My grandfather, who unfortunately has been dead for several years, was a man fond of four-letter words to express his sentiments. Once a Navy sailor and a lumberjack, he’d adopted to a picturesque family life a little late in his years. Imagine a charming, smiling old fellow who’d be wearing a nice suit and tie as he shook your hand, then you’d notice “Lloyd” was tattooed on his knuckles. (Hidden under the nice suit was a much larger tattoo of a giant patriotic eagle on his chest.) Midway through a church picnic, he might let slip some colorful language during a tale.
My grandmother did her best to correct his language. One word she’d like to encourage him to use instead was “hooey.”
Today’s comic features hooey. It also features Ian “the Leviathan” Hickson, Google employee and HTML5 editor-for-life (nowadays, he’s more of a generic HTML editor-for-life, which is likely a much sweeter gig) as well as Larry Masinter, Principle Scientist at Adobe.
The hooey in the comic is hyperbole for the effect of comedy; Ian has not outed Larry as a cannibal.
However, Ian did perform some character assassination last Friday when he fired off this blog post accusing Adobe of “blocking” HTML5. He also took the opportunity to simultaneously claim he couldn’t reveal the author of a post for it being in a private list (he chose to use the word “secret”, likely for dramatic effect) while immediately revealing the author’s identity in the very following paragraph (which in this case was Larry.)
There’s a few issues here that point at the continuing mire that is the political process of HTML5, and the resulting decrease in public confidence in the resulting product. First, we’ll look at Ian’s charge: that somehow Adobe is blocking HTML5. This is an absurd statement from Hixie, who’s made it clear that the WHATWG controls HTML5 (in his view) and not the W3C. So for him to claim that a W3C action is impacting the adoption of a spec he adamantly states is in WHATWG’s hand is like saying that the mayor of Osaka, Japan is blocking the Washington state budget from being passed. It’s an act of dishonesty at worst, or emotional manipulation of his readership at best.
(I am not saying the W3C doesn’t have a leadership role in the HTML5 effort. Rather, I’m saying that according to many prior statements by Ian, it doesn’t.)
Regardless, several people caught this “story” and ran with it. Perhaps it’s the Apple/Adobe conflict spawning fanboys and lines drawn in the sand, but a lot of people are willing to demonize Adobe at the drop of a hat. So, rapidly, the word was tweeted throughout the digital realms: Adobe hates HTML. And kicks babies.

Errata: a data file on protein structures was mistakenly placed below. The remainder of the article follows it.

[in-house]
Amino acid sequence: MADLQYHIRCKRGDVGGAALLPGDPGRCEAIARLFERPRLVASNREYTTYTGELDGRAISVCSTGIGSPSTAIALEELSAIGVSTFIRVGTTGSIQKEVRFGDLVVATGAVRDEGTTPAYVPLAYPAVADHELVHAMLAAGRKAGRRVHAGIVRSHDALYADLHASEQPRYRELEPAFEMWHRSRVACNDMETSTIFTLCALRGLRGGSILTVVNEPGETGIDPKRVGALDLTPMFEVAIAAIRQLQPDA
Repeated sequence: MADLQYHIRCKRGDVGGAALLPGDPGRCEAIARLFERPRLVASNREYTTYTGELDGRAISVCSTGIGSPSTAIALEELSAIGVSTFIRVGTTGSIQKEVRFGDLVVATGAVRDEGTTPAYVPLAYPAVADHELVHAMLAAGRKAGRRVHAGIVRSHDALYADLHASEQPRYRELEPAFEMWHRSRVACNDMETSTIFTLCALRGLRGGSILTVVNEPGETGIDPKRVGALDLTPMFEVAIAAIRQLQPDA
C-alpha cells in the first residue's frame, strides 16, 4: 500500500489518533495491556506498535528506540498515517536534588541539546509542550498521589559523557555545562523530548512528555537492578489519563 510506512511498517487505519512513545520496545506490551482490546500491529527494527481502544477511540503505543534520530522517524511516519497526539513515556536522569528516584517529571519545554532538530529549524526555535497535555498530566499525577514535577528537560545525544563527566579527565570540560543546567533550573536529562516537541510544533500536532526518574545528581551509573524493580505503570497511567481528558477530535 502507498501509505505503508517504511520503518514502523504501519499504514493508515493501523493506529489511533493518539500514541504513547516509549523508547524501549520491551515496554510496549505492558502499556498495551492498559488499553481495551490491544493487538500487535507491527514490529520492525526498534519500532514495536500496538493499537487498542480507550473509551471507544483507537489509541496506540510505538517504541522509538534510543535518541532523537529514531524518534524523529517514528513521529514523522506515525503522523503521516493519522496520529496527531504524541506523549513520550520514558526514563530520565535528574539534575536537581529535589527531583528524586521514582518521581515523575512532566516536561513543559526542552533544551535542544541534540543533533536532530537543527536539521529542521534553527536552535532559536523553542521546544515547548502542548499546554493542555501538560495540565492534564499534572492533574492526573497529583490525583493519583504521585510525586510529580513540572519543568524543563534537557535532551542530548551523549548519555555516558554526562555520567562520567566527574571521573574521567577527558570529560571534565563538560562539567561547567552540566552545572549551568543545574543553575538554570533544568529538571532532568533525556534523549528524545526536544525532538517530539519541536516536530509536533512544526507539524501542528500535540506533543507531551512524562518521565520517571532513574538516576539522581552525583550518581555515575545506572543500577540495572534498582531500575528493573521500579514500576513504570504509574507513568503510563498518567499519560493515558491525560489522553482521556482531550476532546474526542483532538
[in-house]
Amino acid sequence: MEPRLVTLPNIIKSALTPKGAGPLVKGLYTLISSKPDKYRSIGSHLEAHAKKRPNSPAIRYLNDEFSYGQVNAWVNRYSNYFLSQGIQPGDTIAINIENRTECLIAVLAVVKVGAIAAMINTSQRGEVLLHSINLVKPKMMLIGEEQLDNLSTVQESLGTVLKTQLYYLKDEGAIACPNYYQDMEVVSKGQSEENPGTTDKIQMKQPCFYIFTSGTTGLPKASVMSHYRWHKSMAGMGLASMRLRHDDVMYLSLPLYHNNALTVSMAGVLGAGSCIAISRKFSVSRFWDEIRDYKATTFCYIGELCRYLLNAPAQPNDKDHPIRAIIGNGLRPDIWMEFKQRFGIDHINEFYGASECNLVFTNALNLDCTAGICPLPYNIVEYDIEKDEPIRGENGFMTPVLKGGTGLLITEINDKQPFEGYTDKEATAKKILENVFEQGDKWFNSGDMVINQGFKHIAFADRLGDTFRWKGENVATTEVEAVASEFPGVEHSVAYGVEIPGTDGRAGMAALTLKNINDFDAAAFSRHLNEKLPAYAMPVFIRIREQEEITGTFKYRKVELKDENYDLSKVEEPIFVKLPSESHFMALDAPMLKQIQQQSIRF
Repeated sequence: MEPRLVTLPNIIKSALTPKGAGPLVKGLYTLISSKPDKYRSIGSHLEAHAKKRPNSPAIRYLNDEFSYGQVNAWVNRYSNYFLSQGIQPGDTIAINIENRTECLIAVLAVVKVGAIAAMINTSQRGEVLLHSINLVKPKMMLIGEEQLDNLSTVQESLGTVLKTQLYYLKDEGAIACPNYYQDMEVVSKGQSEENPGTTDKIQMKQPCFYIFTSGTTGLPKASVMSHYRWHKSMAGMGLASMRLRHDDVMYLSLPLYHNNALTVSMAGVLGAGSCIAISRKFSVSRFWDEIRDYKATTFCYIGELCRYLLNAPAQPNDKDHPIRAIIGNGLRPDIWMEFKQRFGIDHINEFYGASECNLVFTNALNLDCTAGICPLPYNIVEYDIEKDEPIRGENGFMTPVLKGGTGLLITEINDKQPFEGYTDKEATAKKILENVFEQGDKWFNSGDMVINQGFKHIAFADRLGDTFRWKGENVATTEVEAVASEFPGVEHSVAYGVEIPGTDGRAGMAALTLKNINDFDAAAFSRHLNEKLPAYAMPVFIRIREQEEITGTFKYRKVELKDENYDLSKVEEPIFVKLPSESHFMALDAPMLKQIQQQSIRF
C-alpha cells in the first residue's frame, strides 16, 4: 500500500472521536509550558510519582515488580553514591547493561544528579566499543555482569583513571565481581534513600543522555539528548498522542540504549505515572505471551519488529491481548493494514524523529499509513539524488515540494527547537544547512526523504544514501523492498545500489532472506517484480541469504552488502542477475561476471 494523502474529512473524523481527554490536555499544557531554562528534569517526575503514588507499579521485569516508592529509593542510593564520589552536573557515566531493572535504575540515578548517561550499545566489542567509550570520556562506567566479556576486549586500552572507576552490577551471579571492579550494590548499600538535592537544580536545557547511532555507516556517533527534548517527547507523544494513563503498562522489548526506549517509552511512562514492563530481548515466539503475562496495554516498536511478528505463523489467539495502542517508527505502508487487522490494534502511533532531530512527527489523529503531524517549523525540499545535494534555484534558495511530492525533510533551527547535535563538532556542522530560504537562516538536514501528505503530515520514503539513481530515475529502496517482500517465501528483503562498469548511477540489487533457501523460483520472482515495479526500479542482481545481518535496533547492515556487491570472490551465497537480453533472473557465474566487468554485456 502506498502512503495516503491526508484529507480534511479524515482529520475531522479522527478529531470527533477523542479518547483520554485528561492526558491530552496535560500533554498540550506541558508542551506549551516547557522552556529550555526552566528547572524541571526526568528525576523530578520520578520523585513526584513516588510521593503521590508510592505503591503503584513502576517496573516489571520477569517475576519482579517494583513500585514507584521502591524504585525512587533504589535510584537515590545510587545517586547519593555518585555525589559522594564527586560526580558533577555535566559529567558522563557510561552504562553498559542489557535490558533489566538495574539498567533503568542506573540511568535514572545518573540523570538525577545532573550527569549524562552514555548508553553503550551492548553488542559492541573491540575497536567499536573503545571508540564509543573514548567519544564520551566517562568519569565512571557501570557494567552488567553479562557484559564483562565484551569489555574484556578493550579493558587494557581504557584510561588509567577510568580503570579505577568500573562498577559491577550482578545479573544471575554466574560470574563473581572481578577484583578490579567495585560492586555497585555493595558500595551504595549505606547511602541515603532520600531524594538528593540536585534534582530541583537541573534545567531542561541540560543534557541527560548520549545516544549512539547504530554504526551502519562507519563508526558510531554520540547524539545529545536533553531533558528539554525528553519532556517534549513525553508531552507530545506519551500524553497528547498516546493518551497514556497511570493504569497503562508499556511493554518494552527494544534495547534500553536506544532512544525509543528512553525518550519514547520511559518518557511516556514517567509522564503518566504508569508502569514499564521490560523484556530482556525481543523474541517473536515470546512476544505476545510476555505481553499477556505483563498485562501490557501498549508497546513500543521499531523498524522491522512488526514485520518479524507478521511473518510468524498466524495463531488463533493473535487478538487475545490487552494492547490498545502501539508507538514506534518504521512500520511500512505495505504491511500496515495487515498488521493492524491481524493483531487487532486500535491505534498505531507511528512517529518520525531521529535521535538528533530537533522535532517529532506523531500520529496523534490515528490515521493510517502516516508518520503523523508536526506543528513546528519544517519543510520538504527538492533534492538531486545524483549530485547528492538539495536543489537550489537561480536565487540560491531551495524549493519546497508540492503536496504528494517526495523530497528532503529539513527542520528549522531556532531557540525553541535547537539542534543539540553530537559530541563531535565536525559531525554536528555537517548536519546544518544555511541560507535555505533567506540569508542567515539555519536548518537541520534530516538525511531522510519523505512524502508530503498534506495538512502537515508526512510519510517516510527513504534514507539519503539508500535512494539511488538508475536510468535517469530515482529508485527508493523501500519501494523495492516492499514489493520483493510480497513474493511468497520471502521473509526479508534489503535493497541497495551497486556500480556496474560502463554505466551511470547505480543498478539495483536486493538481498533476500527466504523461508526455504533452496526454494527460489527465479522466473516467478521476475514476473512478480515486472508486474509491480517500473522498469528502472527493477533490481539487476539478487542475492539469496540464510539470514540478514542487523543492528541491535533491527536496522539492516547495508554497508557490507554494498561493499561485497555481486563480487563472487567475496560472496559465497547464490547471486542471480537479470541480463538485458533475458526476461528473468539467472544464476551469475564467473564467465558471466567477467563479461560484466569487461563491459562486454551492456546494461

I wonder how many of those re-tweeters use Photoshop, Illustrator or Dreamweaver on a regular basis?
Fortunately, some non-partisan cowboys came riding into town and cleared the air with a thoughtful examination on the situation. In particular, I recommend reading Simon St. Laurent’s The Widening HTML5 Chasm and Thom Holwerda’s Teacup, Meet Storm, part IV. Please take the opportunity to peruse their posts for some perspective. Once you’ve received that enlightenment, continue.
Done? Ok. Onwards, then.
Ian Hickson is a Google employee. Which means he’s a smart man. His track record of work speaks to that effect, and it’s worth saying that despite my disagreements with his process, much of HTML5′s good parts have appeared thanks to his efforts as the spec’s editor.
Ian Hickson has a methodology for handling people. It’s documented at his website here. One section on discrediting has some lovely gems that seem to apply to the situation: “Discredit the man who produced the report, off the record.” and “Say that he is harbouring a grudge against your group.”
Also, I’m going to propose that our dear Leviathan has been working on HTML5 for quite some time, and as such has been up to his eyeballs in the process for years. He knows how the process works, clearly, and has historically shown his willingness to ignore said process if that gave him the opportunity to do what he preferred over what the majority desired. (That’s also in his book on handling people: If you don’t agree with a rule you are told to follow, announce your agreement to it in a statement, and in that statement, assert that you intend to follow it in a manner consistent with some other set of rules; or that you will consider certain passages as merely being “advisory”.)
So he’s smart, follows a personal methodology of handling people that involves discrediting them, and he’s familiar with the W3C process. Right?
Very well then. Let me say it: Ian’s insinuations about Adobe were, as my grandmother would say, hooey. Intentional hooey. My grandfather would have used a stronger term. Ian deliberately publicized the identity of someone who posted in a private mailing list (immediately after claiming he could not). He used words like “secret” to provide a sense of conspiracy. He used Adobe as a scape-goat so that we’d all see that HTML5 was being blocked by W3C processes (despite his insistence that the W3C has nothing to do with the actual invention and progression of HTML5).
This is the man who doesn’t like HTML5 politics? This is the man who will be controlling HTML5 all versions of HTML for the remainder of his life?
Well, that’s just splendid.